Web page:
9. Missions to Moslems
  10. Methods and Results
  11. The Problem and the Peril
  12. A Challenge to Faith
  • Appendices
  • Index

Preface

The churches of Christendom are at last awaking to the fact that one of the great unsolved missionary problems of the Twentieth Century is the evangelization of the Mohammedan world. The Cairo Conference reports, the Haystack Centennial volume, the organization of new missionary societies for work among Moslems, and the recent statements concerning the Moslem peril in West Africa and the Soudan, all carry this message to the churches and the student-world of Christendom. The Cairo Conference appeal, voicing the opinion of many leading missionaries from every Moslem land, was primarily a call for trained men from the universities and professional schools. And this appeal, in the words of Mr. John R. Mott, “has laid upon students as never before the responsibility of reaching the Mohammedan world.”

But if we are to reach that world with the gospel of Christ we must first know of it and know it…

History of the Arabian Mission

Alfred DeWitt Mason & Frederick J. Barny, History of the Arabian MissionThe History of Arabian Missions is one of the most unusual books among the collection passed on to me for digitisation by Redcliffe College. It summarises first the evangelisation the Arabian Peninsular from the the First Century until 1889. From then on it covers in great detail the foundation and developing work the Arabian Mission by James Cantine [1861-1940] and Samuel Marinus Zwemer [1867-1952]. My thanks to Doug Leonard, the Director of RCA Global Mission, for his kind permission to place this book on-line.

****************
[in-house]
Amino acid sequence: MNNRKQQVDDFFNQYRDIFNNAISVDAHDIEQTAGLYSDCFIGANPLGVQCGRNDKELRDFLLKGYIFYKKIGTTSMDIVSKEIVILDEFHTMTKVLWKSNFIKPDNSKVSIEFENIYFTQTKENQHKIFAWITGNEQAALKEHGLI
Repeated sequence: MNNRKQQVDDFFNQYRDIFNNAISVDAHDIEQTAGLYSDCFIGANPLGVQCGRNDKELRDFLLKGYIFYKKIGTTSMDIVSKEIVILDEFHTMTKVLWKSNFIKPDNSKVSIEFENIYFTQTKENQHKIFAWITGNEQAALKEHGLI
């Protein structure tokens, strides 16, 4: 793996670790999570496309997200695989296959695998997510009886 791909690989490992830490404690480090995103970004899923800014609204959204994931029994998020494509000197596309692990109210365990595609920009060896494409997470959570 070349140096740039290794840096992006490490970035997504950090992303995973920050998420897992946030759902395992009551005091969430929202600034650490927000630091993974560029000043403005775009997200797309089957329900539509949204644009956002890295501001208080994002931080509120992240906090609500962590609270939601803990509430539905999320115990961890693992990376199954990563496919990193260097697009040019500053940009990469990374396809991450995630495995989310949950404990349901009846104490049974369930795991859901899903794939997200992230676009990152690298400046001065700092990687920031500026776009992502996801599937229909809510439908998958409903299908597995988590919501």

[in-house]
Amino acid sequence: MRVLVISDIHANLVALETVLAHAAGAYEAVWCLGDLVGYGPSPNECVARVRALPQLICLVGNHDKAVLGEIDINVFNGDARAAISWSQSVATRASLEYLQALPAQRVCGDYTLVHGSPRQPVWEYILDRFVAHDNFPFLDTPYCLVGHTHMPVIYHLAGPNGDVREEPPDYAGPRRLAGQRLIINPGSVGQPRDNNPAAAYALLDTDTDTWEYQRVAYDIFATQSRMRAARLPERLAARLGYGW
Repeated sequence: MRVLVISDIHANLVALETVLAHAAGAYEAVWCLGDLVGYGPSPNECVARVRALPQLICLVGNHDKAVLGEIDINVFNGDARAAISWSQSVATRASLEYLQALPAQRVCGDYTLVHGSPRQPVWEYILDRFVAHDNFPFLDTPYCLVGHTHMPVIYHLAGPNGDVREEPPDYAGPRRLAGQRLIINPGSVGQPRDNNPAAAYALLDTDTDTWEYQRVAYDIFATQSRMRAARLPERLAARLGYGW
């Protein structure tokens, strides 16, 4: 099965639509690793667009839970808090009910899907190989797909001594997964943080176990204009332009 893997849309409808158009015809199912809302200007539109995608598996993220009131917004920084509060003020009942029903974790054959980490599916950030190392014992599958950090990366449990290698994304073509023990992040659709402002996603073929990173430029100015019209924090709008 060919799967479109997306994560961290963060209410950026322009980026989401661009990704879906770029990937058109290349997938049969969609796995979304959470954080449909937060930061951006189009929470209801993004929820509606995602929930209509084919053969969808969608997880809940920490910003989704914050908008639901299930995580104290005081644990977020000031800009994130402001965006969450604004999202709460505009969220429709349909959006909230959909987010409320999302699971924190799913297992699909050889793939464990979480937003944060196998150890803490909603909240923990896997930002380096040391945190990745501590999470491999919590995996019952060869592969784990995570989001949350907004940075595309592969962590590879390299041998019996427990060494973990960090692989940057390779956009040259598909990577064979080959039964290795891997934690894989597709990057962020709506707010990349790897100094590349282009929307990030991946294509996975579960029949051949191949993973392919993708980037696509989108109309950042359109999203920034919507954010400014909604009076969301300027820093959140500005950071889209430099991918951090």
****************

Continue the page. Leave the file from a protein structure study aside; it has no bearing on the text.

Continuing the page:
Alfred DeWitt Mason & Frederick J. Barny, History of the Arabian Mission. New York: The Board of Foreign Missions Reformed Church in America, 1926. Hbk. pp.256. [Click to download the complete book in PDF]

Contents

  1. The Land and its People
  2. History and Civilisation
  3. Religion and Education
  4. Early Contact with Christianity
  5. The Pioneers
  6. Possessing the Land
  7. Strengthening the Stakes
  8. Lengthening the Cords
  9. Years of the Right Hand of the Most High
  10. Women’s Work for Women
  11. Sister Missions
  12. Conclusion
  • Appendices

This section caught my wife’s eye as she was scanning through the book.

Extract from pp.87-88.

On his return to Arabia in the fall of 1896, he found one new missionary whose accession was the most significant of any that had yet occurred, Mrs. Amy Wilkes Zwemer, who had married Rev. Samuel M. Zwemer at Baghdad, May 18, 1896. Miss Wilkes had been a member of the Church Missionary Society with headquarters in the city of Baghdad. On her marriage to Mr. Zwemer she was released from her contract with the English Society, but the cost of her outfitting and travel to the field had been advanced by the Church Missionary Society and very properly had to be in part at least refunded to them. It, therefore, became a pleasantry among the missionaries to say that “Mr. Zwemer had obtained a wife in true Oriental fashion by buying her from her former people. “And a fellow missionary used to facetiously remark, “Yes, I had to go about at home and raise money to pay for Mr. Zwemer’s wife.” [Continue reading]